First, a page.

BIS Union Report Shows Membership Growth – And You Are Better Off In A Union

WorkersThe Trade Union Membership Statistical Bulletin for 2013 issued by BIS on May 28th shows a small but welcome union membership growth in the private sector and shows that workers are still better off joining a union.

The report shows that UK union membership stands at 6.5 million members – equating to 25.6% of the UK workforce.

In its introduction the BIS report states: “The level of overall union members was broadly unchanged from 2012, with a reduction of only 6,000 over the year (a 0.1% decline)”.

Union membership in the private sector increased for the third year, with 2.6 million members working in the private sector and the reports shows and increase of 61,000 members on 2012 figures.

The figures represent union density in the private sector as 14.4%.

The report identifies: “Higher membership levels in the transport and storage, financial and insurance activities and arts, entertainment and recreation sectors which contributed to the overall increase in private sector trade union memberships”.

 The report also says “the construction and wholesale and retail trade sectors contributed a combined loss of around 39,000 union members over the year”.

In manufacturing the report says that the 17-year trend of falling membership levels in manufacturing ended in 2013. However, union membership in manufacturing fell slightly to 18.3% (0.3% down on 2012).

Faced by a continuing attack on public sector jobs by the Coalition Government it is not surprising that membership among public sector workers fell by 67,000 to 3.8 million members with a fall in density to 55.4%.

The report also highlights that union members in public services and in the private sector saw a rise in the average hourly earnings over the last year, making the union wage premium in the private sector increased  7%. For more details read the report in the Daily Telegraph here.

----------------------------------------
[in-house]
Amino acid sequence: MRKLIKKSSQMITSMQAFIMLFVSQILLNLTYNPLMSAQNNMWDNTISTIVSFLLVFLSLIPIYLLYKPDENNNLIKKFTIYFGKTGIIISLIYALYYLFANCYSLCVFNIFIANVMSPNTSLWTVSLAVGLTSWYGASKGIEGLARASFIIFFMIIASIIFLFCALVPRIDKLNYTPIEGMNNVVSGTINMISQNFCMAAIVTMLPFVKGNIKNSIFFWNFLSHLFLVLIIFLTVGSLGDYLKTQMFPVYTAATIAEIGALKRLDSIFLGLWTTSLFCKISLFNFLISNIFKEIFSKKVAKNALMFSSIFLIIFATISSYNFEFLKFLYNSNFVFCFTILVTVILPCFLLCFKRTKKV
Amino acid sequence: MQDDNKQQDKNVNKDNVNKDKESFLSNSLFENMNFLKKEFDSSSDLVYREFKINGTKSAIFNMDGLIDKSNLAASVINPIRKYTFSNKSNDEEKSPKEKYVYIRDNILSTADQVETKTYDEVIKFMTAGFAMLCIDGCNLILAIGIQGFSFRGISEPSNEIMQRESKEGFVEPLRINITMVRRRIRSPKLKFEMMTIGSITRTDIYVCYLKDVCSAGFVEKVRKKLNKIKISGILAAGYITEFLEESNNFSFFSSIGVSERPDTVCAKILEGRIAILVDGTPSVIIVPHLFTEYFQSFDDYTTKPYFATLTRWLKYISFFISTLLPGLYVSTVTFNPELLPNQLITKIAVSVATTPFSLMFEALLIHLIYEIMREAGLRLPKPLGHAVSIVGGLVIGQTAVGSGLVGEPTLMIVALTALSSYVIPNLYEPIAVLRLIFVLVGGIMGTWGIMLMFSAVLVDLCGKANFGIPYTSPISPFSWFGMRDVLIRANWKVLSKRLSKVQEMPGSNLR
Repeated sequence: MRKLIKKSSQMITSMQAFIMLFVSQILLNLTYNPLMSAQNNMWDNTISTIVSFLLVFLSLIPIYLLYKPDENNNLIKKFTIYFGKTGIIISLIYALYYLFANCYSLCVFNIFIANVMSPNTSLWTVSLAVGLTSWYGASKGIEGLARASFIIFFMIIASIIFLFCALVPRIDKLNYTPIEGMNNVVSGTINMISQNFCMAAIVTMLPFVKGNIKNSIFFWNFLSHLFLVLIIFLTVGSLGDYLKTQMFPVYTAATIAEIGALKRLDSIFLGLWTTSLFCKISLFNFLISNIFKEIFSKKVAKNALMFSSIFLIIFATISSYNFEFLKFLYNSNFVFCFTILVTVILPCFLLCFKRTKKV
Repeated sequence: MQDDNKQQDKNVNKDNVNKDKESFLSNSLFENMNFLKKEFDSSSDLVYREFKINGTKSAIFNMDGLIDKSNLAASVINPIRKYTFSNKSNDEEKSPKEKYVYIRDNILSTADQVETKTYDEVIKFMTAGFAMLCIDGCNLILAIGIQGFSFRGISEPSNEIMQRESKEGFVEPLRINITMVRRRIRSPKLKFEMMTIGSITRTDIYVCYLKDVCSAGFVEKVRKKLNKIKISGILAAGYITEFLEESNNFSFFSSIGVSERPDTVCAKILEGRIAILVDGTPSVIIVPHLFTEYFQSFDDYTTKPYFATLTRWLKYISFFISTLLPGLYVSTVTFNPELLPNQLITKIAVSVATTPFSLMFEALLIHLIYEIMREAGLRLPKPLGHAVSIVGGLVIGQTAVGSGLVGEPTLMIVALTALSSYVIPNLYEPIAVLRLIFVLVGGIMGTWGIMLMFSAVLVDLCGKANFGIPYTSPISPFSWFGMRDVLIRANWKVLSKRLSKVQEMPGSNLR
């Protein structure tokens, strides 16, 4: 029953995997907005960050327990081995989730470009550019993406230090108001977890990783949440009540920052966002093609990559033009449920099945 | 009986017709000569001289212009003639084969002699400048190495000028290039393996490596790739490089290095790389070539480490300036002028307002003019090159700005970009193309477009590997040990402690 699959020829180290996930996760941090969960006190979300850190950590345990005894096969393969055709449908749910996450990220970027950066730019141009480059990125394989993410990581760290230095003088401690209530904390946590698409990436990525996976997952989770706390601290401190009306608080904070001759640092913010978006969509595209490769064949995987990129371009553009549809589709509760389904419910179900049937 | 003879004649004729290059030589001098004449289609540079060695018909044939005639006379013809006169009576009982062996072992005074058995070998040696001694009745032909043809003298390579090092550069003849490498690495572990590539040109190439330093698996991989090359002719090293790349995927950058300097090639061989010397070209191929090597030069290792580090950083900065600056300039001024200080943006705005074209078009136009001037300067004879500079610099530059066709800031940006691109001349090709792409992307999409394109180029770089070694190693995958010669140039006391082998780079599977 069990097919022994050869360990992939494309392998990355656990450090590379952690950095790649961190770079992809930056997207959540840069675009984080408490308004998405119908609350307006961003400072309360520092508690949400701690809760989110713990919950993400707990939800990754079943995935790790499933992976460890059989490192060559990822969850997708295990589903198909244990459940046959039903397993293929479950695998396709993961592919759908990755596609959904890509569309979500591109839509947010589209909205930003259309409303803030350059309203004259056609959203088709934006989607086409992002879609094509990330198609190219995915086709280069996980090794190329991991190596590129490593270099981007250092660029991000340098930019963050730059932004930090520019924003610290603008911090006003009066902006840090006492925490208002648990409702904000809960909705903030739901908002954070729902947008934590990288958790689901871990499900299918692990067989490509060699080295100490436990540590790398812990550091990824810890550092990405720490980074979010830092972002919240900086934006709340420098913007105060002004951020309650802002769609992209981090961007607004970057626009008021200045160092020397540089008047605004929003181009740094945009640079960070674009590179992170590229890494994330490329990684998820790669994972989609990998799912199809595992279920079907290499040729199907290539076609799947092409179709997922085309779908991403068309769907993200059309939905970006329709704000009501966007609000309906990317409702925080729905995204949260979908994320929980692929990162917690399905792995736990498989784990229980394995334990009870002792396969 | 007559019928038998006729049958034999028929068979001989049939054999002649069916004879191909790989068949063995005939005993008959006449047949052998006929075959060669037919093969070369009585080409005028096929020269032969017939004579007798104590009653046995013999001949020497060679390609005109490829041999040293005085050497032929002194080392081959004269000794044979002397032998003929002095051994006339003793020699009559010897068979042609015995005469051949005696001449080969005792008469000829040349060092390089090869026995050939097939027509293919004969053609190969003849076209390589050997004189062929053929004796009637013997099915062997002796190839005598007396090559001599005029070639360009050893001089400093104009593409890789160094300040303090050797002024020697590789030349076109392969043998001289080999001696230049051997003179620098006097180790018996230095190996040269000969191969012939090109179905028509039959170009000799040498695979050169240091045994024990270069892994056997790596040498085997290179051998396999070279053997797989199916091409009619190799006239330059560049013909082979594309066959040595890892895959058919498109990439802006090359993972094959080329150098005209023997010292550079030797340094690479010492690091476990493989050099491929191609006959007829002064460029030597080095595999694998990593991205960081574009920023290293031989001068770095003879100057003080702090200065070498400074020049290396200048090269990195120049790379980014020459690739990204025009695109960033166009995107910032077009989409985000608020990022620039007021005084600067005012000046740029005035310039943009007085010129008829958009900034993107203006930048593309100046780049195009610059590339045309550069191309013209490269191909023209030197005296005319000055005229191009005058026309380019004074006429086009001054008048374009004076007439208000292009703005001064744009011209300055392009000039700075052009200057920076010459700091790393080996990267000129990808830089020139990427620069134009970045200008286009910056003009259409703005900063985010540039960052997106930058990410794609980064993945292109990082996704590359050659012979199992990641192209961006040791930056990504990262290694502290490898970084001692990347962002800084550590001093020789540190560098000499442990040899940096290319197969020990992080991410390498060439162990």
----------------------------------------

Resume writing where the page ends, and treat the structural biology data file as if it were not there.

The union wage premium for young workers aged between 16-24 was 38% and for women 30%. However, the bad news is that union membership among workers aged between 16 and 24 it was just 7.7%.

 There was a small increase in bargaining coverage in the private sector – up to 16.6% – and across the economy as a whole – up to 29.5%.

 Union presence in private sector workplaces also showed a small increase. The union membership amongst women continues to grow with union density among women workers at 28% and amongst men 23%.

More than one third of all union members are in ‘professional occupations’ and density amongst ‘professionals’ is 45%.

The report says that more than one quarter of management grades are union members.

Northern Ireland, Wales, Scotland and the North of England are still strongholds for union membership with the North East holding the highest percentage of union members with 30.8% density.

Whilst the increase in union members and the stabilisation of membership in some sectors – against a recession and government attacks on jobs in the public services – is to be broadly welcomed the age profile of union members remains worryingly high with older workers aged 50 and over standing at 37% of union members.

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